When Sal Picone started carrying manufactured stone in 1990, “masons weren't inclined to install what they called ‘fake stone,'” he says. So the founder and managing partner of Picone Stone and Fireplace, in Holtsville, N.Y., formed his own installation crews.
Today, the market is well developed and Picone has installed manufactured stone — he carries the Cultured Stone line from Owens Corning — on interior and exterior walls, around fireplaces, as kitchen back-splashes, in bedrooms, even on the ceilings of home wine cellars.
GROWTH PATTERN Centurion Stone, in Nashville, Tenn., has enjoyed similar growth, says Lucia Cunning-ham, architectural customer relations manager. For the 13 years she has been with the company, sales have increased by some 20% a year, she estimates.
“It's very popular, and getting more popular,” agrees Patrick Zygadlo, owner and president of Tri-State Brickface & Stucco, in Monroe Township, N.J. It outsells stoneface — stucco — despite costing 80% more, he adds.
The stone — a mix of cement, lightweight aggregates, and iron oxides for color — is formed in molds made from natural stone. It offers several advantages that make it an attractive alternative to the real thing. It's about a third of the weight of full-thickness stone and about half the cost installed, says Kevin Grotke, director of national sales for Owens Corning Masonry Products. Because it's relatively lightweight, installation is easy and doesn't require the footings and foundations natural stone demands.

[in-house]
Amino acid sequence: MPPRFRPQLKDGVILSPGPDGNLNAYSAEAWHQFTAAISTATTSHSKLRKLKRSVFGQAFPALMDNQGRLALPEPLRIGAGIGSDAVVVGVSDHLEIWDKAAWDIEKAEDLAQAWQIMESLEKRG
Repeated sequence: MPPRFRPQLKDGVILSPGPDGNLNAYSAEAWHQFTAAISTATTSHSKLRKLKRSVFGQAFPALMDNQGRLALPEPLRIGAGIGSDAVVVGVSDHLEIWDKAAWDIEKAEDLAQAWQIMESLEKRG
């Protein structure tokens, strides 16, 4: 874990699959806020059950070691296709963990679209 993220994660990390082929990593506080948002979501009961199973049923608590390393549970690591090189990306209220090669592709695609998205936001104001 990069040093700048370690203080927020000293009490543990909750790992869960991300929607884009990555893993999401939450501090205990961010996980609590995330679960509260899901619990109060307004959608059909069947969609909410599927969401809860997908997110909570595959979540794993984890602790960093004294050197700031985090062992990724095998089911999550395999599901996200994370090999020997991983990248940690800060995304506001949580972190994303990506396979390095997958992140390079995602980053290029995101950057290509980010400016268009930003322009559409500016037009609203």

And it is indistinguishable from natural stone to all but the most practiced eye, Picone says. “Many of my own people can't tell the difference.”
DESIGN OPTIONS It seems a natural add-on for siding contractors, which can enable them to offer homeowners some significant value added in their jobs. For instance, Weather Tight, a home improvement company in Franklin, Wis., just added a manufactured stone line to enhance sales of other siding products by creating design options. As an accent, a homeowner can make an impact for as little as $2,500. However, a siding contractor has to adapt to a different installation process or subcontract the stone installation.
“Siding is a dry trade, whereas stone is a wet trade,” Picone says, and siding crews generally aren't accustomed to working with cement and mortar. Still, there's nothing tricky about installation. It is well within the abilities of a reasonably competent do-it-yourselfer, manufacturers say.
“Network with someone who is accustomed to working with cement,” Picone advises. Tying manufactured stone accents into a siding job is “very easily done, and there's no downside to it.”